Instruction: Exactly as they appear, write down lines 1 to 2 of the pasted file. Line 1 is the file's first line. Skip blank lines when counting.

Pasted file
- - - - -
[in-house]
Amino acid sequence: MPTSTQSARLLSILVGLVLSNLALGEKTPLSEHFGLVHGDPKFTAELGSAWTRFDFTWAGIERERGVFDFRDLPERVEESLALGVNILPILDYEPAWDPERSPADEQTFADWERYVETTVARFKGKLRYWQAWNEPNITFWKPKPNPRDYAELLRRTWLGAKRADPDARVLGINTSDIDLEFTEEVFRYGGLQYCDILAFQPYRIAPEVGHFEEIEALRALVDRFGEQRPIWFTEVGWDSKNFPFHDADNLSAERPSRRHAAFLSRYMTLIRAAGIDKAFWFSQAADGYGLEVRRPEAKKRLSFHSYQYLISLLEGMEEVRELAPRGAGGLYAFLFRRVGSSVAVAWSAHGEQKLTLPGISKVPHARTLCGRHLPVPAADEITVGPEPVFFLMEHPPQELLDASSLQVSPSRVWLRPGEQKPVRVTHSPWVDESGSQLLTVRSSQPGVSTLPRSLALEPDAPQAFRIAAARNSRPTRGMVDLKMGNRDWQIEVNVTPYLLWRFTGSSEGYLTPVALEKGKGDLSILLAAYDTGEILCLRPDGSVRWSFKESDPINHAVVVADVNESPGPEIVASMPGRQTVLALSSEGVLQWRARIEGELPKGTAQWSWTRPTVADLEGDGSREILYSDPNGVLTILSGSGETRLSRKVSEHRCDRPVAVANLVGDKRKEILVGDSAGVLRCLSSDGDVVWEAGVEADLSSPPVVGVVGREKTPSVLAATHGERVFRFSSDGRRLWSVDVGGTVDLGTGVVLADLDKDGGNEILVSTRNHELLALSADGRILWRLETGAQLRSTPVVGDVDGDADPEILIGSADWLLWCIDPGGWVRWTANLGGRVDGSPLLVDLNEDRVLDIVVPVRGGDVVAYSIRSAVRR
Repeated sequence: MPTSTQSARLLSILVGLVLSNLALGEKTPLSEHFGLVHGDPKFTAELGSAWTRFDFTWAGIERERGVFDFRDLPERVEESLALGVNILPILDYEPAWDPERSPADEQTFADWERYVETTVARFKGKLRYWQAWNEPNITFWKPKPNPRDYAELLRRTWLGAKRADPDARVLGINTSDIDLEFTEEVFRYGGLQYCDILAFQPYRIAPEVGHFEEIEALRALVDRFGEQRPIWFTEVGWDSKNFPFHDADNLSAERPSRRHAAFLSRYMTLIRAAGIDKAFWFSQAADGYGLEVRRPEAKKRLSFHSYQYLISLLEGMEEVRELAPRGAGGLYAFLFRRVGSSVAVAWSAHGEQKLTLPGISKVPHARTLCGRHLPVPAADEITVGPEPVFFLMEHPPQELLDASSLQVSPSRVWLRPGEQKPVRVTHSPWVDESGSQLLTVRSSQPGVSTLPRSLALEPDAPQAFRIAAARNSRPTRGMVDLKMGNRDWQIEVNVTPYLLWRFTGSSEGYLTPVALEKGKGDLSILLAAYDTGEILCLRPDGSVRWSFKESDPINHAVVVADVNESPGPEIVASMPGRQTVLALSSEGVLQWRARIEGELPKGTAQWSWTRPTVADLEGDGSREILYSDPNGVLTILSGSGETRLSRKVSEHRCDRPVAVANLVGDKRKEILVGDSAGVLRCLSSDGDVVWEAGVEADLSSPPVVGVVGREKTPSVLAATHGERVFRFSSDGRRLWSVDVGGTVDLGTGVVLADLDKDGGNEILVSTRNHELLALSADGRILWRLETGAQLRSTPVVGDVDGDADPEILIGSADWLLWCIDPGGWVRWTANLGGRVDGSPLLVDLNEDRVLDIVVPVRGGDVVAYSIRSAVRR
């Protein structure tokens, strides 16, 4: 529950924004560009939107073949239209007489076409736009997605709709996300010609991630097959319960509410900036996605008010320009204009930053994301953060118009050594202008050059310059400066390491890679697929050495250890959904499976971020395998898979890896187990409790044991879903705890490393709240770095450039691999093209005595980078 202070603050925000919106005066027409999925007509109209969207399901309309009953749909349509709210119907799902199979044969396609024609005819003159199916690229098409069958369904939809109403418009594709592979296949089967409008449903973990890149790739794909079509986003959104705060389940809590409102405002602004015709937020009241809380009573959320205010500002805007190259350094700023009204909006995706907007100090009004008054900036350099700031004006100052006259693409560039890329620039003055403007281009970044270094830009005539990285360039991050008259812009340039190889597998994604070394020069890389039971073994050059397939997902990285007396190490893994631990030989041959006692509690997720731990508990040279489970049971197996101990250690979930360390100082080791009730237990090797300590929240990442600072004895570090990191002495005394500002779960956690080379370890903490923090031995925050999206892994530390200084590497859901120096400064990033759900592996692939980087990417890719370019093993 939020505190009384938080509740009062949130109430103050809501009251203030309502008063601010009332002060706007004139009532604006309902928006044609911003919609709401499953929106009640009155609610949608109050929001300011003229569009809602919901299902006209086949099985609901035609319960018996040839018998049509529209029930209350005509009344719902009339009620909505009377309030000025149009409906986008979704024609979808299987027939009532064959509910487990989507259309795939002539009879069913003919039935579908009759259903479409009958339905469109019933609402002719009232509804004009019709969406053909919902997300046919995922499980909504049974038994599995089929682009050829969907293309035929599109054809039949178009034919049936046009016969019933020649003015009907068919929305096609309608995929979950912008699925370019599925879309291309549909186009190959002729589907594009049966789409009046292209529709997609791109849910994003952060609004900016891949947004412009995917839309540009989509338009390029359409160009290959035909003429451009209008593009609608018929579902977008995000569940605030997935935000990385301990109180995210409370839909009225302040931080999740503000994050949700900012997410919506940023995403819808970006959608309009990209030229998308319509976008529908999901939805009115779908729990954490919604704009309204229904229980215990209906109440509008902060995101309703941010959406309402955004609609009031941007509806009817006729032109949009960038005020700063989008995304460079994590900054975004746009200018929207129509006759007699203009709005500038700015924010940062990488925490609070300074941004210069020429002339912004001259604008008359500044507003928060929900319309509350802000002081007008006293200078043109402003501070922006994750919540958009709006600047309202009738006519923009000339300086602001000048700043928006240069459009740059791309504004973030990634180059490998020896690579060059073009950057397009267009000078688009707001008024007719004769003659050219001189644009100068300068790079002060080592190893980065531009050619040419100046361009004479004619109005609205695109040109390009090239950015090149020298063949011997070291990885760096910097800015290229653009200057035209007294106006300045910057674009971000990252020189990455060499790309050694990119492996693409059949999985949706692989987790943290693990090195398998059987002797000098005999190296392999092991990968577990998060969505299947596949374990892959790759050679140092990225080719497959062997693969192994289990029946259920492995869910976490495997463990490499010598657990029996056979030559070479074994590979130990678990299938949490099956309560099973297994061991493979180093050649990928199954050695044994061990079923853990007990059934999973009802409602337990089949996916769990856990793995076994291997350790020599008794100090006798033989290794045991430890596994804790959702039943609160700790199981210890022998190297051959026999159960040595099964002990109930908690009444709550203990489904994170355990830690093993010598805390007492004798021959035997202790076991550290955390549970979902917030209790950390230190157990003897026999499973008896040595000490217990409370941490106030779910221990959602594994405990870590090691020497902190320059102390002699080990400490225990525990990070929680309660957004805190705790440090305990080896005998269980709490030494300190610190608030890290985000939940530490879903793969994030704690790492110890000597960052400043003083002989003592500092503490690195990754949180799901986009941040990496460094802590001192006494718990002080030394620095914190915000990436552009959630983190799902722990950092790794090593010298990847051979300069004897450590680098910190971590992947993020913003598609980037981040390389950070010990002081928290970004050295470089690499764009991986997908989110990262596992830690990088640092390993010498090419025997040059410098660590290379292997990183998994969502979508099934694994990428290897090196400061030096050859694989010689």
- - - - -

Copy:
[in-house]
Amino acid sequence: MPTSTQSARLLSILVGLVLSNLALGEKTPLSEHFGLVHGDPKFTAELGSAWTRFDFTWAGIERERGVFDFRDLPERVEESLALGVNILPILDYEPAWDPERSPADEQTFADWERYVETTVARFKGKLRYWQAWNEPNITFWKPKPNPRDYAELLRRTWLGAKRADPDARVLGINTSDIDLEFTEEVFRYGGLQYCDILAFQPYRIAPEVGHFEEIEALRALVDRFGEQRPIWFTEVGWDSKNFPFHDADNLSAERPSRRHAAFLSRYMTLIRAAGIDKAFWFSQAADGYGLEVRRPEAKKRLSFHSYQYLISLLEGMEEVRELAPRGAGGLYAFLFRRVGSSVAVAWSAHGEQKLTLPGISKVPHARTLCGRHLPVPAADEITVGPEPVFFLMEHPPQELLDASSLQVSPSRVWLRPGEQKPVRVTHSPWVDESGSQLLTVRSSQPGVSTLPRSLALEPDAPQAFRIAAARNSRPTRGMVDLKMGNRDWQIEVNVTPYLLWRFTGSSEGYLTPVALEKGKGDLSILLAAYDTGEILCLRPDGSVRWSFKESDPINHAVVVADVNESPGPEIVASMPGRQTVLALSSEGVLQWRARIEGELPKGTAQWSWTRPTVADLEGDGSREILYSDPNGVLTILSGSGETRLSRKVSEHRCDRPVAVANLVGDKRKEILVGDSAGVLRCLSSDGDVVWEAGVEADLSSPPVVGVVGREKTPSVLAATHGERVFRFSSDGRRLWSVDVGGTVDLGTGVVLADLDKDGGNEILVSTRNHELLALSADGRILWRLETGAQLRSTPVVGDVDGDADPEILIGSADWLLWCIDPGGWVRWTANLGGRVDGSPLLVDLNEDRVLDIVVPVRGGDVVAYSIRSAVRR